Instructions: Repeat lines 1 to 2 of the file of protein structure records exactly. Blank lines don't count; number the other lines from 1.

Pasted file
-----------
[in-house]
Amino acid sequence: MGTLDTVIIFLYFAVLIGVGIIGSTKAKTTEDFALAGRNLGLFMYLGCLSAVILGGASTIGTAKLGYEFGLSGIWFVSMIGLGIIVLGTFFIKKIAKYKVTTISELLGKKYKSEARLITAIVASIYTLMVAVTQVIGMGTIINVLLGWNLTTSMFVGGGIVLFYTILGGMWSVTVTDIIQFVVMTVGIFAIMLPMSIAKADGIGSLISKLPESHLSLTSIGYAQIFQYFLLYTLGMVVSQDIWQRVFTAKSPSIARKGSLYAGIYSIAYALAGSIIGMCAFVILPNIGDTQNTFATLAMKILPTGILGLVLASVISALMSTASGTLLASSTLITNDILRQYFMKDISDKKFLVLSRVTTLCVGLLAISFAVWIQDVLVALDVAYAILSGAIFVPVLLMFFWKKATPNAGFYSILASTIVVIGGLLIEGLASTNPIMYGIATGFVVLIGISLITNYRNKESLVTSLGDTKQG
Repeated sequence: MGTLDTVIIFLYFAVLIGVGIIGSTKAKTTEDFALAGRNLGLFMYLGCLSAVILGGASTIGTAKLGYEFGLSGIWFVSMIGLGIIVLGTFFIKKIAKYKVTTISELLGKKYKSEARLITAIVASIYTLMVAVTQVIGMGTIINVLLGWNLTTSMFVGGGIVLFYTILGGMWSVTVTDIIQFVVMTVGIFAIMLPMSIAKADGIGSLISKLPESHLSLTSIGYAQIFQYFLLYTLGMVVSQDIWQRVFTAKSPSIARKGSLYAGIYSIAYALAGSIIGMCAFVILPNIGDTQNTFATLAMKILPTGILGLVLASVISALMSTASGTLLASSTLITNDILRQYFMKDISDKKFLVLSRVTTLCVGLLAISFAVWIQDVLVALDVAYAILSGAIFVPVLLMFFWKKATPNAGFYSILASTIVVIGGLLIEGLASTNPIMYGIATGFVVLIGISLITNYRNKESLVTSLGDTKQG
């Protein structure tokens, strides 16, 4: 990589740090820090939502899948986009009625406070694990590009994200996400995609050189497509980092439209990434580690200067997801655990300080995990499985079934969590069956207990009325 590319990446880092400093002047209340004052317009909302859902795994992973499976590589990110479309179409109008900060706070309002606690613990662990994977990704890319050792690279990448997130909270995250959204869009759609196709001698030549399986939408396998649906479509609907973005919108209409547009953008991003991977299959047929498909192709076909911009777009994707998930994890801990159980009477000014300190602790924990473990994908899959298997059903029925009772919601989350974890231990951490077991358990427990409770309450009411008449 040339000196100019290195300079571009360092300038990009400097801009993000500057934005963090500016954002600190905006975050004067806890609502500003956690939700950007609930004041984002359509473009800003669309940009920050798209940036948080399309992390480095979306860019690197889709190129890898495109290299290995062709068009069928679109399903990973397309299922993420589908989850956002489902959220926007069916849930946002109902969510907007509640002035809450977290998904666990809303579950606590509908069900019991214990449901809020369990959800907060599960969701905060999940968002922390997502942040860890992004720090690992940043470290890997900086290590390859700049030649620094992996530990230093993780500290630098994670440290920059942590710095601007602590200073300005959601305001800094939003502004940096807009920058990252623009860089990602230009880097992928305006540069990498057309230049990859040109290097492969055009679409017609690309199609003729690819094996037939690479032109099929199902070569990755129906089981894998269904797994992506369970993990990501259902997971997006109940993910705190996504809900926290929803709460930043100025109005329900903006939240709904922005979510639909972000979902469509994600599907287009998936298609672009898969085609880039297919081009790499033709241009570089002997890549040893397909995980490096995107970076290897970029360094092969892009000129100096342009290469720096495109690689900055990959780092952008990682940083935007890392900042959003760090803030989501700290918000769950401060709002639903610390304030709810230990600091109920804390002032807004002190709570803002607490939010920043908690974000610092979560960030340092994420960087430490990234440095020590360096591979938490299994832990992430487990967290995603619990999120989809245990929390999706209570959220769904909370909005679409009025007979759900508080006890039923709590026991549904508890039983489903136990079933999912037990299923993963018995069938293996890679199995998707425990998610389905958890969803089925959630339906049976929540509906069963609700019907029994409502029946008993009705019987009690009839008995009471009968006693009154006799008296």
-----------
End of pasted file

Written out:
[in-house]
Amino acid sequence: MGTLDTVIIFLYFAVLIGVGIIGSTKAKTTEDFALAGRNLGLFMYLGCLSAVILGGASTIGTAKLGYEFGLSGIWFVSMIGLGIIVLGTFFIKKIAKYKVTTISELLGKKYKSEARLITAIVASIYTLMVAVTQVIGMGTIINVLLGWNLTTSMFVGGGIVLFYTILGGMWSVTVTDIIQFVVMTVGIFAIMLPMSIAKADGIGSLISKLPESHLSLTSIGYAQIFQYFLLYTLGMVVSQDIWQRVFTAKSPSIARKGSLYAGIYSIAYALAGSIIGMCAFVILPNIGDTQNTFATLAMKILPTGILGLVLASVISALMSTASGTLLASSTLITNDILRQYFMKDISDKKFLVLSRVTTLCVGLLAISFAVWIQDVLVALDVAYAILSGAIFVPVLLMFFWKKATPNAGFYSILASTIVVIGGLLIEGLASTNPIMYGIATGFVVLIGISLITNYRNKESLVTSLGDTKQG